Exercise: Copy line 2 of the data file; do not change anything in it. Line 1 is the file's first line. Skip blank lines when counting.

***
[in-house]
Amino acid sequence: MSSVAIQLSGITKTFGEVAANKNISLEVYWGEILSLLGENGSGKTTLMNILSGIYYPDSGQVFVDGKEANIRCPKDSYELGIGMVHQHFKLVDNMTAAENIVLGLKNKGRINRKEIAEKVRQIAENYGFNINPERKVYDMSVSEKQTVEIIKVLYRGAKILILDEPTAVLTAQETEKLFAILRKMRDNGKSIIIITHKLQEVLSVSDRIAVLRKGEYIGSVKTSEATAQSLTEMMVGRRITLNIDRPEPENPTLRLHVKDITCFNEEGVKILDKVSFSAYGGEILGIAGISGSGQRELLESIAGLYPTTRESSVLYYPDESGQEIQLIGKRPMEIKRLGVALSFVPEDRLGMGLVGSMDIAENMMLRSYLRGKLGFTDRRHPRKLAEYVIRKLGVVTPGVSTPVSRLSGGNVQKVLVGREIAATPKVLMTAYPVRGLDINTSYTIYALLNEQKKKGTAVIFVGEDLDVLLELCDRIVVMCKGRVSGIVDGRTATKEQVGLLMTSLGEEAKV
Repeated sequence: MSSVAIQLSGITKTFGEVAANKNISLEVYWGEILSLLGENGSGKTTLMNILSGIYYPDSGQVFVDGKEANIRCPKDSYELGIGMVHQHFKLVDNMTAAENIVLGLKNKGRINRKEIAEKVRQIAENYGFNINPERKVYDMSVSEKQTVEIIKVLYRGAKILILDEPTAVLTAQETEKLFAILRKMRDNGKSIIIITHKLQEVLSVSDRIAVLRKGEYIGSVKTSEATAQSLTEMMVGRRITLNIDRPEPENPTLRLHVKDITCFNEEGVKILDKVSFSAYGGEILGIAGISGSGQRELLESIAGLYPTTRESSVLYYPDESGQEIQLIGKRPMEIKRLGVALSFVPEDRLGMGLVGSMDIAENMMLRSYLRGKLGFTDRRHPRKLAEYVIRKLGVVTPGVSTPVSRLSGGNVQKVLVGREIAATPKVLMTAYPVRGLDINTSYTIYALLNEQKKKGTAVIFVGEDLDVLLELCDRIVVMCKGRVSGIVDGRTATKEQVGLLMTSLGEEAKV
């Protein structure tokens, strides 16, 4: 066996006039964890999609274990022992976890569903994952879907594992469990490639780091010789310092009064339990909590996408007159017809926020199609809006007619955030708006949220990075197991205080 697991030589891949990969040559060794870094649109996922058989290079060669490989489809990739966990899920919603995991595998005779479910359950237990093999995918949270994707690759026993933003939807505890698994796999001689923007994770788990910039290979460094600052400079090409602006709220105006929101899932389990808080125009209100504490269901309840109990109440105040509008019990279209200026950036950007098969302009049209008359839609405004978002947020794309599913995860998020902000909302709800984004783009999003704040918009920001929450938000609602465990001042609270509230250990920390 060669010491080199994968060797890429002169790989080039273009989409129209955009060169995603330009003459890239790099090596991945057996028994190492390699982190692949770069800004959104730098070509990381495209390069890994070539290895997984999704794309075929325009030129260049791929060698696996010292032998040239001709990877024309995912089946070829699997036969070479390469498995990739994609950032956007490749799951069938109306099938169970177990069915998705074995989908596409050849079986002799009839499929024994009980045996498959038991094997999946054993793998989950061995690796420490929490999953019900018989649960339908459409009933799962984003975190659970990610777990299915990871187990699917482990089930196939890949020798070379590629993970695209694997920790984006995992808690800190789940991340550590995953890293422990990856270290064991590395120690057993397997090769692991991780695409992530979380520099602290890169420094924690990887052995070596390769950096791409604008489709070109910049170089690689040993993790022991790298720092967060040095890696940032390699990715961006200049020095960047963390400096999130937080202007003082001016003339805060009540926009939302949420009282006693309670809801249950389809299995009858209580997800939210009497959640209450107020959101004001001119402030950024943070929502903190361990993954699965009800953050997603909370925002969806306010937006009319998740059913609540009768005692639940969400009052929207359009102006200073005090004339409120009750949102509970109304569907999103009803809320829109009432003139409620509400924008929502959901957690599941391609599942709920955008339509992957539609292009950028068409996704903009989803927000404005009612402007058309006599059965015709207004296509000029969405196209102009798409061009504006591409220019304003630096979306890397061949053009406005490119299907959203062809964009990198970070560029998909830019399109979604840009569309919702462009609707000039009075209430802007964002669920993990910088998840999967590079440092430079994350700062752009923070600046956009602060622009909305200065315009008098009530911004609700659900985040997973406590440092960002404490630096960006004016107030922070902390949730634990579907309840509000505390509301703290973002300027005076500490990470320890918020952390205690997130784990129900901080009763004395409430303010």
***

Amino acid sequence: MSSVAIQLSGITKTFGEVAANKNISLEVYWGEILSLLGENGSGKTTLMNILSGIYYPDSGQVFVDGKEANIRCPKDSYELGIGMVHQHFKLVDNMTAAENIVLGLKNKGRINRKEIAEKVRQIAENYGFNINPERKVYDMSVSEKQTVEIIKVLYRGAKILILDEPTAVLTAQETEKLFAILRKMRDNGKSIIIITHKLQEVLSVSDRIAVLRKGEYIGSVKTSEATAQSLTEMMVGRRITLNIDRPEPENPTLRLHVKDITCFNEEGVKILDKVSFSAYGGEILGIAGISGSGQRELLESIAGLYPTTRESSVLYYPDESGQEIQLIGKRPMEIKRLGVALSFVPEDRLGMGLVGSMDIAENMMLRSYLRGKLGFTDRRHPRKLAEYVIRKLGVVTPGVSTPVSRLSGGNVQKVLVGREIAATPKVLMTAYPVRGLDINTSYTIYALLNEQKKKGTAVIFVGEDLDVLLELCDRIVVMCKGRVSGIVDGRTATKEQVGLLMTSLGEEAKV